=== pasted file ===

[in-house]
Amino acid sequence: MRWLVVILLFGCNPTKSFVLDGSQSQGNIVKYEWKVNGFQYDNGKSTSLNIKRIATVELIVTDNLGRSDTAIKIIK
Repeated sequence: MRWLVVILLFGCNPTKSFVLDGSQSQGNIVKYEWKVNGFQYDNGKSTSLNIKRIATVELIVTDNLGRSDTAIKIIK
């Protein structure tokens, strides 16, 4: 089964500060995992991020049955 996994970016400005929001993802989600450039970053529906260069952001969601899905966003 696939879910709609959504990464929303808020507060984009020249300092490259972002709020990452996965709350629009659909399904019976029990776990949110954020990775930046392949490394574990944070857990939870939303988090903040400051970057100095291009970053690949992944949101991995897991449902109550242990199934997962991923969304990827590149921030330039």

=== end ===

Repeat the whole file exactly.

[in-house]
Amino acid sequence: MRWLVVILLFGCNPTKSFVLDGSQSQGNIVKYEWKVNGFQYDNGKSTSLNIKRIATVELIVTDNLGRSDTAIKIIK
Repeated sequence: MRWLVVILLFGCNPTKSFVLDGSQSQGNIVKYEWKVNGFQYDNGKSTSLNIKRIATVELIVTDNLGRSDTAIKIIK
């Protein structure tokens, strides 16, 4: 089964500060995992991020049955 996994970016400005929001993802989600450039970053529906260069952001969601899905966003 696939879910709609959504990464929303808020507060984009020249300092490259972002709020990452996965709350629009659909399904019976029990776990949110954020990775930046392949490394574990944070857990939870939303988090903040400051970057100095291009970053690949992944949101991995897991449902109550242990199934997962991923969304990827590149921030330039």